I outlined all my complaints with the Downside Ghost series by Stacia Kane in my review for the last book, Unholy Magic, so it’s time for me to become a squeemonster and jump up and down clapping. My ratings for the books in this series have been all over the place, but in truth, this is just a bang up pulp series, and this book really distills the goodness down to a black tar of seriously freaking awesome.
Which is the thing about series. For book series, I have the tendency to wander off after one or even two books, my investment on the world or characters not able to stretch beyond the several hours it takes me to get to the end of the installment. TV, though, that’s a different beast even though it’s series-similar, and I find myself on the hook for seriously uneven crap like The Walking Dead, beholden to the odd nail-biting set piece – and lord, can that show pull off the set piece – despite the shiftiness of the characters and dialogue. The series waits for that season ender, which will blow a budget on a burning barn and a bunch of character deaths that will pay me off for putting up with all the bullshit.
Here though, in the third book, City of Ghosts, Kane pulls together a whole bunch of disparate stuff from the first two books, things I wasn’t even rightly tracking, and sets those bitches on fire in the very best way. This is squeal at the commercial breaks season finale fun, working out mythology details that you didn’t even know were going on. Woooo! If I were the kind of reviewer to use pictures, there would be one here of clapping or something.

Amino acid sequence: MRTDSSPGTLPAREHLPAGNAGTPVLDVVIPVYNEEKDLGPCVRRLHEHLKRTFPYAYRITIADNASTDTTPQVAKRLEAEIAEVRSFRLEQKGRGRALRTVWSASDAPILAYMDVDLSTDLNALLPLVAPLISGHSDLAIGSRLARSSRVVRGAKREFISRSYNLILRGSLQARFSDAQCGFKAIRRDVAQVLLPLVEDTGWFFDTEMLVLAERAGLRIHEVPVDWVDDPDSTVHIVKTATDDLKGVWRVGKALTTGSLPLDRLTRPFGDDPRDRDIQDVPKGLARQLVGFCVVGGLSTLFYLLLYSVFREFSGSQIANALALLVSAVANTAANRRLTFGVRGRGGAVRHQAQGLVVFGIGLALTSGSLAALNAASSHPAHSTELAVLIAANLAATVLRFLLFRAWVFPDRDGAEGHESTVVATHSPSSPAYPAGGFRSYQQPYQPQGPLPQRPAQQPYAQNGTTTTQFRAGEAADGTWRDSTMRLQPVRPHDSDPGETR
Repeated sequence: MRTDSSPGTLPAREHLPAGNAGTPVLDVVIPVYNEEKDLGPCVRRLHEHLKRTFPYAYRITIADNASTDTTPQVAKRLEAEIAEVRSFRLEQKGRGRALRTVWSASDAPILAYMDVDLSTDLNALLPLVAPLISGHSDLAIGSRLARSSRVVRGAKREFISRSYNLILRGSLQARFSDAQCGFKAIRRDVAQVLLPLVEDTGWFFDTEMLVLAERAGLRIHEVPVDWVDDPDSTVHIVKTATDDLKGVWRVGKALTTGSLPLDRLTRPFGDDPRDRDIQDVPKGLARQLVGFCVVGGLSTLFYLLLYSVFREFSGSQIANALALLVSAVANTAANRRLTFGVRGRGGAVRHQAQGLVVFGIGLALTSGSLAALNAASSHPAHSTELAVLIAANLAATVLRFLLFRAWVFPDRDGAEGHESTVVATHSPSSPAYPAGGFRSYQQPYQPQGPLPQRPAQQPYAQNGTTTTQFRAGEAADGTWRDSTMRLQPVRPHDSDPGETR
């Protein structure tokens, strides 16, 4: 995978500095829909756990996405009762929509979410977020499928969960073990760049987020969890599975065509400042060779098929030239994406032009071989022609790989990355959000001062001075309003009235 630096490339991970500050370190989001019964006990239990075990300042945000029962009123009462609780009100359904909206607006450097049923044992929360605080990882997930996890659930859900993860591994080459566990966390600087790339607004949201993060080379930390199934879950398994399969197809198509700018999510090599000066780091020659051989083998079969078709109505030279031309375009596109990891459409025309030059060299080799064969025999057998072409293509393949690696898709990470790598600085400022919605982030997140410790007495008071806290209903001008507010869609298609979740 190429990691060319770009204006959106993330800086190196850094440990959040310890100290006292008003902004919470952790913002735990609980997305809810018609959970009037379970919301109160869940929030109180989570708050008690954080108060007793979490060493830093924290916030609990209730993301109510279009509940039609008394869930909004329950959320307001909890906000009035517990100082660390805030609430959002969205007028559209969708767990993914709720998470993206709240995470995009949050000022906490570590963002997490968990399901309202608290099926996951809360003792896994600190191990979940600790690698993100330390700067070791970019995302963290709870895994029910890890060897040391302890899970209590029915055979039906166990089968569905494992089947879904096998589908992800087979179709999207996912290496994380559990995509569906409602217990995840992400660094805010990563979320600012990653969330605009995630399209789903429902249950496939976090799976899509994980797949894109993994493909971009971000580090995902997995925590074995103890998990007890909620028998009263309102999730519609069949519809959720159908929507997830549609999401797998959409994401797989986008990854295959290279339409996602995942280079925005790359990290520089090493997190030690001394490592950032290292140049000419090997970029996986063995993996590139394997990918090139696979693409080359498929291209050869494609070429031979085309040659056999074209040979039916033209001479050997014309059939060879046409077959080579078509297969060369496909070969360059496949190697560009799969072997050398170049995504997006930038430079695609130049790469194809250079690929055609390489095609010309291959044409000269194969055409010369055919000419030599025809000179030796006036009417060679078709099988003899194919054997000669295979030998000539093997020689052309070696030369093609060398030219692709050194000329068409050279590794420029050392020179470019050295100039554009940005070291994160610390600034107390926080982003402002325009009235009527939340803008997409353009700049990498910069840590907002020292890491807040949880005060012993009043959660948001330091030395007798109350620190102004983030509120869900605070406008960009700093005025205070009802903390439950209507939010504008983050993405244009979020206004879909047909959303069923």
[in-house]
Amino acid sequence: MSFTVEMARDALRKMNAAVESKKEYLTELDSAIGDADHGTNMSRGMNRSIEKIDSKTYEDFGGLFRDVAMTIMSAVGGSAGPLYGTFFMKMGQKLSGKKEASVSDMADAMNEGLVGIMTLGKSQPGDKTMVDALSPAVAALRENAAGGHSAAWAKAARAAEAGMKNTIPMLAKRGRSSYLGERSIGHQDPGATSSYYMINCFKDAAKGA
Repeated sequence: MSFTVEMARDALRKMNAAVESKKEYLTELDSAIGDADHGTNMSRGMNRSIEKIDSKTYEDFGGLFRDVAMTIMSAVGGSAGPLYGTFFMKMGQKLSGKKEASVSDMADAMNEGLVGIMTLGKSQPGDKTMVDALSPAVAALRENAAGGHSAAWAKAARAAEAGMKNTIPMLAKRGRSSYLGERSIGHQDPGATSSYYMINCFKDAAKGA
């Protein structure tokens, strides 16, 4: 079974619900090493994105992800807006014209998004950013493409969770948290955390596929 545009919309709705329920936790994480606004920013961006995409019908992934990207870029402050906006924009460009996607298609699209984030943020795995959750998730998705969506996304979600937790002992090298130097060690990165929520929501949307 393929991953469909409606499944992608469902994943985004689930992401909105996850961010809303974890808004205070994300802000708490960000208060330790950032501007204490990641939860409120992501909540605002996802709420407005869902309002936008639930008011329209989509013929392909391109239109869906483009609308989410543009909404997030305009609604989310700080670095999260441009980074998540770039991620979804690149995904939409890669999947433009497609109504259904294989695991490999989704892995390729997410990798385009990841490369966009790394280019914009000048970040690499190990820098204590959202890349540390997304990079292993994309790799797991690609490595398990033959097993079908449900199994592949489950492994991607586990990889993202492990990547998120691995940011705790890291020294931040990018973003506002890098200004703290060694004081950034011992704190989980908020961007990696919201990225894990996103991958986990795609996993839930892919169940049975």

Anyway, should I say something about this series in general? Okay. In the late 90s, there was a ghostacalypse that killed off much of the world’s population, and also set into power The Church, a paranormal but non-theistic order that keeps the murderous dead at bay. Chess is a ghostbuster in this organization and also a huge freaking junkie, and much of the series details her mixed allegiances, from her work life to her love life. This book pays off all of those threads in a serious way. And that despite my reservations which are still on record from the second book. But sometimes the squeal of the series finale, up out of seat at that last scene, is happy enough to overcome more complainerly tendencies. Wooooooo!